• Academy Award winner for Best Writing, Story & Screenplay
  • Academy Award nomination for Best Director
  • Academy Award nomination for Best Film Editing
  • BAFTA Award nomination for Best Film from any Source
  • Cannes Film Festival nomination for Grand Prize of the Festival 
  • Directors Guide of America Award nomination for Outstanding Directorial Achievement in Motion Pictures
  • Golden Globe winner for Best Motion Picture - Musical or Comedy
  • Golden Globe nomination for Best Director
  • Golden Globe nomination for Best Motion Picture Actor - Musical or Comedy (Gene Kelly)
  • National Board of Review Award winner for Top Ten Films
  • Writers Guild of America Award winner for Best Written American Musical
Gene Kelly was also awarded an honorary Academy Award for his "versatility as an actor, singer, director and dancer, and specifically for his brilliant achievements in the art of choreography on film" - it would be his only Oscar.

Closing remarks

A joyous celebration of ballet, French impressionist painting and Gershwin music. 'An American in Paris' is one of MGM and Gene Kelly's greatest achievements. There's not much else I can say about this film but go and watch it!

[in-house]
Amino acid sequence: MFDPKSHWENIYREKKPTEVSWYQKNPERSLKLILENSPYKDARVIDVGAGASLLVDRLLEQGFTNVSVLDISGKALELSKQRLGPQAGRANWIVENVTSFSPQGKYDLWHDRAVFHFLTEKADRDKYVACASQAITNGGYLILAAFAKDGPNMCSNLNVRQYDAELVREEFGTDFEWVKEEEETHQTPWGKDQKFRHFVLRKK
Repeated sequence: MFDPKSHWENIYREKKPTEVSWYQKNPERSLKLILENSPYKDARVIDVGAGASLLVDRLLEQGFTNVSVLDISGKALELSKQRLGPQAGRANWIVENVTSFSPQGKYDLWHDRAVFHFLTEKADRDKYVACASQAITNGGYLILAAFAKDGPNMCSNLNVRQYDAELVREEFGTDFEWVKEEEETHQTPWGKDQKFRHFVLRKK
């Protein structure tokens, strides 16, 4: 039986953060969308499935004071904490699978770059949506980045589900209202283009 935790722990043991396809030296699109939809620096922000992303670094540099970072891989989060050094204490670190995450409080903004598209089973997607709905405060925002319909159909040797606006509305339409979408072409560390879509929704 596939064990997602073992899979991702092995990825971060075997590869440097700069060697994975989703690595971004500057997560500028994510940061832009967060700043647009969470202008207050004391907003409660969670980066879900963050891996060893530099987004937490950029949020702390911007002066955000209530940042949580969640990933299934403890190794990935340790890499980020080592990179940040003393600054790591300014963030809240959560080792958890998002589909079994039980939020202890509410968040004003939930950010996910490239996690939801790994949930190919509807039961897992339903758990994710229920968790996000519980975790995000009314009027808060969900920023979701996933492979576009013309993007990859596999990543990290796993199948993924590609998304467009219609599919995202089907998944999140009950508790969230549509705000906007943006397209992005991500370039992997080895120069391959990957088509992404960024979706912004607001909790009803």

Pink Floyd: The Wall (1982) - Spotlight on... On the Edge

"Oooh, I need a dirty woman... Oooh, I need a dirty girl"

'Pink Floyd: The Wall' is a 1982 musical rock-opera film directed by Alan Parker, and starring Bob Geldof with James Laurenson.
Bob Geldof as Pink

'Pink Floyd: The Wall' tells of the construction and eventual demolition of a metaphorical wall: alienation. The film focuses on a central character, Pink (played by Geldof)

The film is divided into many segments, each based on a Pink Floyd song. I have structured the rest of this blog in the same way, with commentary on each segment. I have managed to find many of the segments on YouTube, and have provided links, where available to enable you to watch the segment as you read.

"When the Tigers Broke Free" (Part I) - Pink Floyd

The film opens with Pink's father (played by Laurenson) smoking a cigarette and cleaning and loading a revolver 

"The Little Boy that Santa Claus Forgot" - Vera Lynn

The film cuts to a hotel corridor, as we hear a song which is not recorded by Pink Floyd.

"In the Flesh?" - Pink Floyd (with vocals by Bob Geldof)